I am intolerant.
I could very easily stand up before a crowd of like-minded people and say, Hello. My name is Julia. And I am intolerant.
The funny thing is that for most people I am not intolerant.
Quite the opposite.
But there are a few people for which I seem to have no control over my complete lack of patience and understanding.
The list of these people isn’t that long, really. It’s a little longer than this, but these are the shining stars in my fury:
My former spouse.
My own daughter.
It has taken me all these years to just breathe out and admit to this last sin.
But I have had to just admit to myself that my daughter is, very sadly, in some critical ways, her father’s daughter.
The raging conflict that I have lived with all my life is that for people like this, and everyone else that is on the list, I want to be a good person. A good daughter. A good wife. A good mother.
Expressing my intolerance for certain behaviors was easiest with my husband because at least there we were on equal footing.
At least in theory.
But with my mother and most especially with my daughter, the need to keep the form of the relationship intact overrode my surging rage.
Most of the time.
There are two major things that form the traps for my inability to cope:
- An incoherent argument that exists in its incoherence for a reason, and that reason is usually to control the other person – to infuriate her, or make her throw up her hands and say, I give up.
- A wrongful accusation, that has absolutely no basis in reality.
An example of a wrongful accusation occurred one day when I was having trouble with the dryer. I asked my husband to help me. He did. And I thanked him, very relieved that the problem was now solved.
And then I had to live through three whole days of being screamed at for thanking my husband.
What exactly did you mean by that?
How could you speak to me like that?
Now, I’m basically a good person.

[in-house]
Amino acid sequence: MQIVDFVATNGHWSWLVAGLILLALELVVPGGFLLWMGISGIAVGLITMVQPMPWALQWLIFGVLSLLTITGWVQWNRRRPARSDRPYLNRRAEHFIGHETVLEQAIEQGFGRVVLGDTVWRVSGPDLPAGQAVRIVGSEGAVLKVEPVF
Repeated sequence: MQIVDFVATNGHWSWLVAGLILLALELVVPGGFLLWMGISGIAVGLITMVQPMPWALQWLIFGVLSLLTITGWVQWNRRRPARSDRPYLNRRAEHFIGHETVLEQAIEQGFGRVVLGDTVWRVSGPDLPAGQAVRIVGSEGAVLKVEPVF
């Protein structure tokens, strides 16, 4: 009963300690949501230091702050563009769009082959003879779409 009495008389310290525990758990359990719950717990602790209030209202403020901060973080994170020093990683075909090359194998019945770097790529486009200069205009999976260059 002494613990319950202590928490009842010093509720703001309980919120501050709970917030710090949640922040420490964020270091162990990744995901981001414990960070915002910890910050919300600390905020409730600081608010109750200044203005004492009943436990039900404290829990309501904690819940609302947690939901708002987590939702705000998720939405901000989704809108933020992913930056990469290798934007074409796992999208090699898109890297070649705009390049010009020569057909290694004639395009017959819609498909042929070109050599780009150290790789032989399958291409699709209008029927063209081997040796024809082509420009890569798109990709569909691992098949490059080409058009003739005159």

So if I offend someone and they inform me about it, for the most part, I’m happy to apologize and assure them that I mean no offense.
But to have to formulate an apology along the lines of, I am sorry, Randy, that I thanked you for helping me with the dryer, is so beyond my ability to function that being caught like that between reality and whatever-it-is-that-is-Randy causes steam to come out of my ears.
I just don’t like it when things in life push me off balance.
Balance is something I seem to be naturally good at.
But when I feel shoved up against a wall and pounded on, I really just want to pound back.
Not work on untying the knot.
Although I have done that.
Just the trying, not the accomplishing.
Not working on forgiveness afterward.
I think, basically, that might, for me, that is the definition of intolerance: a complete unwillingness to forgive certain actions.
There are times that I muse about Jesus and his very public intolerance.
The fig tree.
But if you look over his list, his intolerance is clearly justified. And, in the end, he forgives.
Well, all except for the poor fig tree.
Who was just being there, just being a fig tree. Then, all of a sudden, ZAP! and it’s blown to smithereens.
But I have no excuse for my intolerance, really. There is no divine reason for my need to push back against certain people. Ferociously.
At least that is how it feels.
But this is where silence comes in.
Take my mother. I repeatedly put effort into reaching out to her, trying to create a bond between us. But the depth of her repeated rejection of me was astounding. Even to me. Who knew her my whole life.
I would try to build and build and build.
Now I don’t remember what the incident was, but one day I just dropped the effort.
Why try running into a tsunami and expect to make headway?
And since we had no real relationship, I ceased to talk to her. Not as a purposeful thing, but if I didn’t do the talking, no talking took place.
So no talking took place.
There was just silence.
But, for me, it was a calm silence.
And, strangely enough, perhaps because of the silence, at times my mother even talked with me. About things. About life. Even about my life.